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U.S. Department of Health and Human Services Department of Health and Human Services
Substance Abuse and Mental Health Services Administration

Substance Abuse & Mental Health Services Administration

Last Updated: 7/7/2008

SAMHSA’s Resource Center to Promote Acceptance,
Dignity and Social Inclusion Associated with
Mental Health (ADS Center)


Elvira E. Sears's Story

Elvira E. SearsI thought my life was just beginning. I'd finished college a few years earlier, and was working on a research project. Then, symptoms started appearing, and my life came to a standstill. I had to be reminded what to do when I woke up... to brush my teeth, to wash up. The man I was living with at the time started staying home with me, and we both sought help through his employee assistance provider. The psychologist there suggested I go to one of the area hospitals. This was my first of about six psychiatric hospitalizations.

My diagnosis was schizophrenia. After the hospitalization, I continued with therapy and medication. I continued trying to work, but I couldn't keep a job very long. I tried clerical work, proofreading, waitressing. I even tried substitute teaching (I had gotten a teaching degree as "something to fall back on") but my illness caused me to treat the students inappropriately.

One of my psychiatrists suggested I try to get a civil service job. At first I was reluctant, because I thought I'd be working with people like me. Eventually, I started working with people with mental retardation. There was a provision in the job that allowed me to take off 12 weeks if I worked 1250 hours. That leave helped considerably, and I kept that job for about 11 years.

I had a very bad day treatment experience in 1998. At the day treatment program in New York, someone committed suicide. I had to leave after that, and I went home to Florida, thinking my life was over. I was cut off from my medication, and I constantly thought about death and dying.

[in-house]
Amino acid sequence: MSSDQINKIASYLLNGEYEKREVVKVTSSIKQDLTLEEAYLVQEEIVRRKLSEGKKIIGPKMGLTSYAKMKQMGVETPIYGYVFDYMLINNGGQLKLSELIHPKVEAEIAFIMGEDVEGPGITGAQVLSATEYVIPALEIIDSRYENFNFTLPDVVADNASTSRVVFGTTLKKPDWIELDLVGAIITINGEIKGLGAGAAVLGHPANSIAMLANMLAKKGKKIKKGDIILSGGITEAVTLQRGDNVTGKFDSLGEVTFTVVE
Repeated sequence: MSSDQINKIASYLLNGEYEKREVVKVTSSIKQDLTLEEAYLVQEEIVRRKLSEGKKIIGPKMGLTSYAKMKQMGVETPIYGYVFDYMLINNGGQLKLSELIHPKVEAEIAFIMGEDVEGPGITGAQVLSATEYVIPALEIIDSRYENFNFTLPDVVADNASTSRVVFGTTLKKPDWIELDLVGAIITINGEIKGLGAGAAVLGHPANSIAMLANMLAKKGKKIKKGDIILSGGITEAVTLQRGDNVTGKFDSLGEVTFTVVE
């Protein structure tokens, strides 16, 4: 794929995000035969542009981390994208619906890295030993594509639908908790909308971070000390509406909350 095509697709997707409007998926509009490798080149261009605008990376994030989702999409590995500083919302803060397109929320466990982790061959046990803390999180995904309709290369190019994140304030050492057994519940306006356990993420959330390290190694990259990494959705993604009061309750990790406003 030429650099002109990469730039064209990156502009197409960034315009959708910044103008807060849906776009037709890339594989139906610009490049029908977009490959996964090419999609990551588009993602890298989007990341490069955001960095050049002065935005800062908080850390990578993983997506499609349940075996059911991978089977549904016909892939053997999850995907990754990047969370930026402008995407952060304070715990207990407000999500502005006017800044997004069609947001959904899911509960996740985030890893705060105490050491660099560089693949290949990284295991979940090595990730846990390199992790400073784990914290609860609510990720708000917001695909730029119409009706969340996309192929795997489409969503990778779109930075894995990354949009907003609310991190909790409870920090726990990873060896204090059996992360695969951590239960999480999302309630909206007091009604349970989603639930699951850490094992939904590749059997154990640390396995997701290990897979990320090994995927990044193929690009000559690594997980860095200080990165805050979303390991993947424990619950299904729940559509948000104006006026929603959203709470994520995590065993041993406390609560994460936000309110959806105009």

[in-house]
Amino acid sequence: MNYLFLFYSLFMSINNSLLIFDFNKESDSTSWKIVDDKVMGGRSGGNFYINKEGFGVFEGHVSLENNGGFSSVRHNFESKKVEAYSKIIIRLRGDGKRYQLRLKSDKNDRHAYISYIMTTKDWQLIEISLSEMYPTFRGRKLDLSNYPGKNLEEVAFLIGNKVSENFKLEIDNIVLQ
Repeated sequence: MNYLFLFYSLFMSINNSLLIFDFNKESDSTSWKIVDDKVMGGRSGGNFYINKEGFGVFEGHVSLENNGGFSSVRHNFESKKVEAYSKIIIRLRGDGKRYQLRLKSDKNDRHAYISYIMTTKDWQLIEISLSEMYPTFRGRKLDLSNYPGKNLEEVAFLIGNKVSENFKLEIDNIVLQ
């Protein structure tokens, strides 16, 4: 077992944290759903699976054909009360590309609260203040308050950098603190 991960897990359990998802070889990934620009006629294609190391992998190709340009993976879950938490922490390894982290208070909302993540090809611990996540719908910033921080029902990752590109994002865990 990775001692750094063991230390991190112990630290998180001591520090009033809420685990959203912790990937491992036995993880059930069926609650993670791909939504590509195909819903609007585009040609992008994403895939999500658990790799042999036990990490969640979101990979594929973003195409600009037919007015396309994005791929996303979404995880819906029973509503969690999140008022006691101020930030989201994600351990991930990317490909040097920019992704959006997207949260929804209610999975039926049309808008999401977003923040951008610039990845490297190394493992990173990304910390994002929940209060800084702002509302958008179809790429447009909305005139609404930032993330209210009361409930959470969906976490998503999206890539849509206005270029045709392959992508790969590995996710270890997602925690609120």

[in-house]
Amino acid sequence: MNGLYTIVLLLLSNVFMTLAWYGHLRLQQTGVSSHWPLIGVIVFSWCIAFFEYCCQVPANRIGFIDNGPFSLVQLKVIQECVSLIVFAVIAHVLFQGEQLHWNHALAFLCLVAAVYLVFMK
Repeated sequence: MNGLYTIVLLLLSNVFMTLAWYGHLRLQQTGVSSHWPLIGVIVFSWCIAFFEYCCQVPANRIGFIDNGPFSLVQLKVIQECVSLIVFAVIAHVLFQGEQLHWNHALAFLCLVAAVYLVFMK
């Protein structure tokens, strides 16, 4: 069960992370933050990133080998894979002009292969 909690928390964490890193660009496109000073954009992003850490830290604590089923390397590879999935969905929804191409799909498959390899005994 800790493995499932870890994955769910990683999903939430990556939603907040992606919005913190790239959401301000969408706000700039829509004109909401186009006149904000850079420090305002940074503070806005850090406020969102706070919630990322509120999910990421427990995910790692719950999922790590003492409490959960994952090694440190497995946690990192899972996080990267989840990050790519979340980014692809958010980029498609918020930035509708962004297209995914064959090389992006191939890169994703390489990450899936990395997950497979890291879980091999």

A psychiatric assessment center helped me find a source of medication again. The center also ran a day treatment program. Despite my doubts after my last day treatment, I ended up going there. And even to this day I miss it. It was the best.

This program was great because it was long-term (I stayed from July 1998 to February 1999) and because the people were really caring. I had a car and could drive myself, but the occupational therapist always said to me, "We'll pick you up." This was so helpful because I had to be up, showered, and ready for the car at 8:30. It got me out of bed.

The day program was instrumental in me securing a volunteer position at a place that helps find housing for people with special needs, mental illness. I volunteered there for approximately four years. Now I work there part-time. I help people with mental illness find housing, and it's something I want to do. It's a far cry from the other jobs I've had. I never thought I'd be paid to talk on the phone!

In addition to my work, I volunteer for the Mental Health Association and facilitate a Schizophrenics Anonymous support group. I think being busy and having something to do is important. I still spend some time at home, but I try to get out every day.

When a person is ill, it's important to have the support of family and friends. I stayed away from my family for 22 years thinking that if I came home, they'd lock me away in an asylum. But to my surprise, they were very supportive. Of course, some are less supportive than others. There are people who say "Theres nothing wrong with you. You're just spoiled." But there are always going to be people who don't accept it. A mental illness isn't like a physical handicap—you can't see it.

Drop-in centers are very important places for consumers to go as an alternative to isolating themselves at home. Presently I attend and am active member at three drop-in-centers including 9 Muses Art Center, in Lauderhill, FL; REBELS Drop-in-Center in Hollywood, FL; and the Personal Empowerment Education and Recreation (PEER) Center in Oakland Park, FL. Before leaving New York to help in my recovery I also attended drop-in-centers there.

I used to think I was doomed. I used to talk about how I would prepare for my funeral. Looking back on that now, I feel marvelous. As long as there's life, there's hope.

Elvira E. Sears

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This Web site was developed under contract with the Office of Consumer Affairs in SAMHSA’s Center for Mental Health Services. The views, opinions, and content provided on this Web site do not necessarily reflect the views, opinions, or policies of SAMHSA or HHS. The resources listed in this Web site are not all-inclusive and inclusion on this Web site does not constitute an endorsement by SAMHSA or HHS.